We had to wait for over an hour and a half before we were finally able to retrieve the saliva-sodden tire! To our amazement, it had a few punctures but was otherwise undamaged. We slotted it back onto BeetleCam and we were ready to go again!

On the morning of day four, a once in a lifetime opportunity presented itself… our dream BeetleCam scenario… a male lion, eating a freshly killed wildebeest, in the sunrise light. Our hands were shaking with excitement as we deployed BeetleCam and sent it through the long grass towards the kill. How would the lion react to this cheeky little impostor?

A male lion eating a wildebeest at sunrise.

It was a thrill to discover that the lion was so distracted with his kill that he completely ignored the buggy. We couldn’t believe our luck! We even risked a foray with BeetleCam Mark II and got some amazing photographs with the larger camera. The photos that we took that morning will always be some of our most cherished.

A male lion with his kill.
BeetleCam photographing a lion with his kill.

Over the course of the next few days, we were able to gain new understanding and respect for the lions we were photographing. We were always mindful that we didn’t want to harass them or intrude on their lives. However, we came to appreciate that lions are incredibly curious cats and full of the bravado that comes from being the Masai Mara’s top predator. This resulted in plenty more raucous games with the youngsters and some wonderful encounters with older individuals, who treated BeetleCam with nonchalant disdain, deliberately ignoring it as it manoeuvred around them. However, we also found that lions can be very unpredictable; every now and then one would deliver a powerful bite that bent metal and left us wincing. As a result, we never knew if the next encounter might be BeetleCam’s last.

A lioness pokes her nose into the frame as we were trying to photograph a young male… a sort of lion photobomb! :)
Older cubs, closing in on BeetleCam.

After two weeks of constant action, BeetleCam was scarred and battered. However, we could breathe a sigh of relief because we had reached the end of our trip and we hadn’t suffered any major losses. We returned home with a set of images that exceeded all our expectations and plenty of ideas for BeetleCam’s next adventure!

This male lion didn't mind BeetleCam getting very close!

We have built a dedicated BeetleCam site where you can find many, MANY more BeetleCam images and some entertaining video footage of the BeetleCam in action. We have also started producing bespoke BeetleCams for photographers around the world. If you are interested in buying one, please visit this page: Buy a BeetleCam.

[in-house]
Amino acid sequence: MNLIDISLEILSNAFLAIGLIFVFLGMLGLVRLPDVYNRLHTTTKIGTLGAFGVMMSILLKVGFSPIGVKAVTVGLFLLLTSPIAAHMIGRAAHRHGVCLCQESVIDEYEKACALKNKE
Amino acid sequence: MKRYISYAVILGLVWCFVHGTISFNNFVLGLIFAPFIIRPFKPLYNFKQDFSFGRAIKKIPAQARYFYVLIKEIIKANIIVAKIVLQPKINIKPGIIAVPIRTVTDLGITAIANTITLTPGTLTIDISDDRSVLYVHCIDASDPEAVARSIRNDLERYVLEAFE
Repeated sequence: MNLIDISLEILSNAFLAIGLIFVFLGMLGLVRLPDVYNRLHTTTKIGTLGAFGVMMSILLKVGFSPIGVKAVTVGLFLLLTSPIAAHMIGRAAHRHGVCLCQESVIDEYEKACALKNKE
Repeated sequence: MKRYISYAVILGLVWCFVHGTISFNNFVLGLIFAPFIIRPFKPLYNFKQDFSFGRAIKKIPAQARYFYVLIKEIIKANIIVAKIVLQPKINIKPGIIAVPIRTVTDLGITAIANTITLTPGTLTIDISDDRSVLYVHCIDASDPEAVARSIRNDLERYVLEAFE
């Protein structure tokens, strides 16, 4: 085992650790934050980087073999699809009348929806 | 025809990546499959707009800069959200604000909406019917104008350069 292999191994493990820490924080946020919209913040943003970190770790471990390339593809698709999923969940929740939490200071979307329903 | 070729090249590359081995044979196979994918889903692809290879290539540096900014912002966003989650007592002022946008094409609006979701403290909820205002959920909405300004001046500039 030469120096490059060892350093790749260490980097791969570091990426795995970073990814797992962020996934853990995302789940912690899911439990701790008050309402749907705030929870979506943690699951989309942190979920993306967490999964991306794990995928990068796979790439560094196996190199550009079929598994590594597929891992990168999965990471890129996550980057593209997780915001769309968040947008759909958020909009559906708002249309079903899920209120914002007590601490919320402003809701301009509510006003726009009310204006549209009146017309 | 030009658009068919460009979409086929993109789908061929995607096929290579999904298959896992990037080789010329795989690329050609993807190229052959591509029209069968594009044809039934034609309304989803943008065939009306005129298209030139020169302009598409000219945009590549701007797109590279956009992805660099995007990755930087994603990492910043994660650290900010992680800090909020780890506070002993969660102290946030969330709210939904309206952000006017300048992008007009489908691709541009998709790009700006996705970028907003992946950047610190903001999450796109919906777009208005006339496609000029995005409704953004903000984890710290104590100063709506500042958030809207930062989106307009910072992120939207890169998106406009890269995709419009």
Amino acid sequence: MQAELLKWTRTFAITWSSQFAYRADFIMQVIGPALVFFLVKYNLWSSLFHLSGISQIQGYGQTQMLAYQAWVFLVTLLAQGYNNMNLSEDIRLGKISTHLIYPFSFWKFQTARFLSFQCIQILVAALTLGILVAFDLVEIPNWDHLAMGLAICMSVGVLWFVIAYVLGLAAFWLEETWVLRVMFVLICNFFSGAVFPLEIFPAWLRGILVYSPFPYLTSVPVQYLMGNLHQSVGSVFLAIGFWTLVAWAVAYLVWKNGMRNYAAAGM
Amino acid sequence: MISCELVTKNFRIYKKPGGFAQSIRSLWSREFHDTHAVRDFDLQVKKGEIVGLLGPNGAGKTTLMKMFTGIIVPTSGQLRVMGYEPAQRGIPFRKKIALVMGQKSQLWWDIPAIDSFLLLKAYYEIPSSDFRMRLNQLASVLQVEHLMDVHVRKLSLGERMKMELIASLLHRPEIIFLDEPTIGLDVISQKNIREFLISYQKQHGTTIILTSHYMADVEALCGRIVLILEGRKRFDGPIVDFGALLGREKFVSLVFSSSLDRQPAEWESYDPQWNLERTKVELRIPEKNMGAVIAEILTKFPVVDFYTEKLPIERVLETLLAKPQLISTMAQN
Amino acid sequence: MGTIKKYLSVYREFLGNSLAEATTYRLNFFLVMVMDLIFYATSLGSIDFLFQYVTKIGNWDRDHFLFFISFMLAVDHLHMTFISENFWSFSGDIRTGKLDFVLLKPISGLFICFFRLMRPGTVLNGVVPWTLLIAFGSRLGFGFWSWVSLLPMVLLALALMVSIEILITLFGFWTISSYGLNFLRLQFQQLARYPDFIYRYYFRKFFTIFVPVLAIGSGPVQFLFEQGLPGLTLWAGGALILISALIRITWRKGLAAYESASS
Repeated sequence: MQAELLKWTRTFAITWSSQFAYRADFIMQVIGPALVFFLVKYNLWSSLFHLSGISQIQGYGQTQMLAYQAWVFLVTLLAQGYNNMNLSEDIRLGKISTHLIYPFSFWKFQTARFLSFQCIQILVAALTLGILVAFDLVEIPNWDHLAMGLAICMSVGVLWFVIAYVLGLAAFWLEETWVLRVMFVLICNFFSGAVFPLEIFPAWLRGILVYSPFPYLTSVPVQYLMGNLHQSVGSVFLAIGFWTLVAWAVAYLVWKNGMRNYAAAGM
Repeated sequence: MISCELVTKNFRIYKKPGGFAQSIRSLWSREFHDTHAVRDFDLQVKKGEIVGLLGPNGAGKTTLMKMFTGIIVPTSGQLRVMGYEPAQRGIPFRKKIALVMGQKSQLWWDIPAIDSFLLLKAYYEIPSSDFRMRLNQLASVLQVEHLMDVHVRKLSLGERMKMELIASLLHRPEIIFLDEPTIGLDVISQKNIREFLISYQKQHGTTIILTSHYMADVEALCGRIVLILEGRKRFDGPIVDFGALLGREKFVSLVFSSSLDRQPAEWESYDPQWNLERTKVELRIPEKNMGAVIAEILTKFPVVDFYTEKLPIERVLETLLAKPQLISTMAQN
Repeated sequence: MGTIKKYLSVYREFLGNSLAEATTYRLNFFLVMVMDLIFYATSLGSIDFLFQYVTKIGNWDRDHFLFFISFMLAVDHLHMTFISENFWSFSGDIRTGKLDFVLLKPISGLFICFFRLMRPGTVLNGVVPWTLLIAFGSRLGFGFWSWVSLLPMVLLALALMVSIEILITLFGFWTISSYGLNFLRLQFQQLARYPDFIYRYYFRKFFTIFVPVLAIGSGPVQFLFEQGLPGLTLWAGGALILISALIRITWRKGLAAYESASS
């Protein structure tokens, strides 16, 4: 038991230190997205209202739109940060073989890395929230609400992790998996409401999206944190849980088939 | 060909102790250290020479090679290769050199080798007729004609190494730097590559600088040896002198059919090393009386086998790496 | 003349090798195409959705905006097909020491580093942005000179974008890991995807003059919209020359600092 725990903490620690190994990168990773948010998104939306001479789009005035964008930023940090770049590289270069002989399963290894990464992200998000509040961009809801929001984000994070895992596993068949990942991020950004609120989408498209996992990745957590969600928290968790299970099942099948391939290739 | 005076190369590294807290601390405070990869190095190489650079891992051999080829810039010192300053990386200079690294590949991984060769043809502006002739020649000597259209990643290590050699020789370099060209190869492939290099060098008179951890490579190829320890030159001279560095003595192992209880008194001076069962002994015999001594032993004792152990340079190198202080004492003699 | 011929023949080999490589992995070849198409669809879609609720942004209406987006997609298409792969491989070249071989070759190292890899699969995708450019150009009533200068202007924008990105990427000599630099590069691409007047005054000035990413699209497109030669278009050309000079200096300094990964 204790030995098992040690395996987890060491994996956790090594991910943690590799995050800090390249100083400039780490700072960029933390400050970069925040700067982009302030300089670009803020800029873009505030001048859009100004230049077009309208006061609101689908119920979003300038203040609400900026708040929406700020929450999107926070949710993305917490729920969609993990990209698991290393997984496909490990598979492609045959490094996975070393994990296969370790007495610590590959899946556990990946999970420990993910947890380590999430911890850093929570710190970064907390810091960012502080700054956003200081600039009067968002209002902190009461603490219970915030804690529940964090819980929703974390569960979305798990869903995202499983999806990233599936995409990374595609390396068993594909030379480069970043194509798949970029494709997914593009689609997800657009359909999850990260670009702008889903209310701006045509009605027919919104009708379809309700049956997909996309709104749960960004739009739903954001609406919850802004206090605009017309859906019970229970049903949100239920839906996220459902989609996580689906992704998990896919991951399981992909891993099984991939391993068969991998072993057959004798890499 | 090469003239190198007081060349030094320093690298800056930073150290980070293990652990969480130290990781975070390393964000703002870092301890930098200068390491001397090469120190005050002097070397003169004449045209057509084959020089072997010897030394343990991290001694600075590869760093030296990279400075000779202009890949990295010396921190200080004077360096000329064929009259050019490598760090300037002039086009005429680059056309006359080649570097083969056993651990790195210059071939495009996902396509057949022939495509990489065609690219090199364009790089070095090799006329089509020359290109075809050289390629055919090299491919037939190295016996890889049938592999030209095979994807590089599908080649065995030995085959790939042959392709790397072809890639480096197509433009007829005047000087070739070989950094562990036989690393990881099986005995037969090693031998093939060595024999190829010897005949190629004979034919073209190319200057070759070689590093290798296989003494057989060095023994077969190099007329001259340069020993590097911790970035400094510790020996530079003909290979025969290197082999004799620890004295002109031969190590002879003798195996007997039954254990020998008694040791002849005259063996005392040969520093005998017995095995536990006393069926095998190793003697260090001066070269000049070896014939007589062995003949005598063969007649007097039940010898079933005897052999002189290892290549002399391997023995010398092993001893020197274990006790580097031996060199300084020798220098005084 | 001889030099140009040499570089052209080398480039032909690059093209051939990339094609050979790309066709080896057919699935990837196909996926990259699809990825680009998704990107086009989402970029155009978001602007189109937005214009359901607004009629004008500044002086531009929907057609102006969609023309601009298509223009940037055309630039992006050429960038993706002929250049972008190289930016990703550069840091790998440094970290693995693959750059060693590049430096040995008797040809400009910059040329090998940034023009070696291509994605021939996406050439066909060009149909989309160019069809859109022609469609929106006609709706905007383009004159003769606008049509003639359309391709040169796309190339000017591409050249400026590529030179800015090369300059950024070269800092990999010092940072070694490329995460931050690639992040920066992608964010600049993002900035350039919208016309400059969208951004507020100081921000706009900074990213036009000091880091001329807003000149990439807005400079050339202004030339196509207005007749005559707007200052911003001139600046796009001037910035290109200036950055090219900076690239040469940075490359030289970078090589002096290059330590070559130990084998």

It won’t be long before BeetleCam returns to Africa. If you would like to be notified when new BeetleCam images and videos are released, please subscribe to our free email newsletter. You can also subscribe via RSS or follow me on Twitter, Facebook and Google+.

Update: View my latest BeetleCam images in this BeetleCam Collection.

52 Comments

  1. Md. Mahafizur Rahman said: March 11, 2012 at 7:38 am

    excellent job………. love it…..!!

  2. khdijeh/Iran said: March 12, 2012 at 11:59 am

    very good.im from iran .the picturs are very good.

  3. Julia said: March 19, 2012 at 6:25 pm

    Just come across this! Amazing photos , as I read the text and saw the pictures my heart was pounding, it was like being there! Can’t wait to see the next adventure, thank you so much, they truly are brilliant x

  4. afsane from iran_tabriz city said: March 26, 2012 at 9:31 pm

    hi there! wow! fantastic. hey u r the best thanks and good luck for next actions

  5. JAVAD PASHAYI said: April 1, 2012 at 4:57 pm

    HI.
    ITS VERY NICE.
    THANK YOU FOR YOUR IMAGES

  6. Tracey said: April 16, 2012 at 6:23 am

    Wow! Amazing to see these animals up so close!

  7. Barbara said: June 25, 2012 at 2:09 pm

    Loved your pics and video (Atlantic Monthly)
    wondering why the lions do not try to get the bugs off their faces.
    Would love to see the cubs at play with the tire.

  8. Gennady said: September 20, 2012 at 8:19 am

    That last one looks a lot like one of the OSX Lion backgrounds. Very well done, great idea.

  9. Arvind said: September 20, 2012 at 11:49 am

    This is soo awesome man!

  10. Sriharsha said: September 20, 2012 at 4:55 pm

    It would be cool if BeetleCam had camouflage ability!

  11. Annie@GreenGlobalTravel said: August 29, 2013 at 9:22 pm

    These images are fantastic, all the little flies on his face clearly visible like that.

    Can’t believe how lucky you were with the tyre though, I would’ve thought those cubs would have chewed right through it 😉

  12. Imayan said: September 10, 2013 at 1:31 pm

    I am from chennai, India.
    Cool…cool..man !
    I haven’t gone so close to such animals.
    Why don’t you have Armour plates around for better safety and ruggedness ? they can’t be chewed and kicked around by any animal ?